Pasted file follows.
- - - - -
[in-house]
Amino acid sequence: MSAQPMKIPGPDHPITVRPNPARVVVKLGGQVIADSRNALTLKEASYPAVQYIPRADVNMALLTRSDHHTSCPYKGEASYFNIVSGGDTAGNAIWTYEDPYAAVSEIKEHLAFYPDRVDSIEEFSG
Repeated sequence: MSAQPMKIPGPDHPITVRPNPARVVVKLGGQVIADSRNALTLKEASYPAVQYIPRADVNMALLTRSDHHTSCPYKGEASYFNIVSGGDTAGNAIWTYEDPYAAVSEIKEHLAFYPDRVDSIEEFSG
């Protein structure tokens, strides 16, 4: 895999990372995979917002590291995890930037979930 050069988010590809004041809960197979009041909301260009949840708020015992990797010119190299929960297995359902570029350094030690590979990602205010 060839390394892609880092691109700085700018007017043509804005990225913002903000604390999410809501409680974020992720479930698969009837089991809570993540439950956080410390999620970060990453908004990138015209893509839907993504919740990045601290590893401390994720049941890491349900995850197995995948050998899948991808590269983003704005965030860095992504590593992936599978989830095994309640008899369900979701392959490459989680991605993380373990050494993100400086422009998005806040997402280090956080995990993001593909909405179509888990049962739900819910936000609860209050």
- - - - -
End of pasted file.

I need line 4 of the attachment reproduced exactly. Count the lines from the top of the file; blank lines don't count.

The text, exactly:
């Protein structure tokens, strides 16, 4: 895999990372995979917002590291995890930037979930 050069988010590809004041809960197979009041909301260009949840708020015992990797010119190299929960297995359902570029350094030690590979990602205010 060839390394892609880092691109700085700018007017043509804005990225913002903000604390999410809501409680974020992720479930698969009837089991809570993540439950956080410390999620970060990453908004990138015209893509839907993504919740990045601290590893401390994720049941890491349900995850197995995948050998899948991808590269983003704005965030860095992504590593992936599978989830095994309640008899369900979701392959490459989680991605993380373990050494993100400086422009998005806040997402280090956080995990993001593909909405179509888990049962739900819910936000609860209050």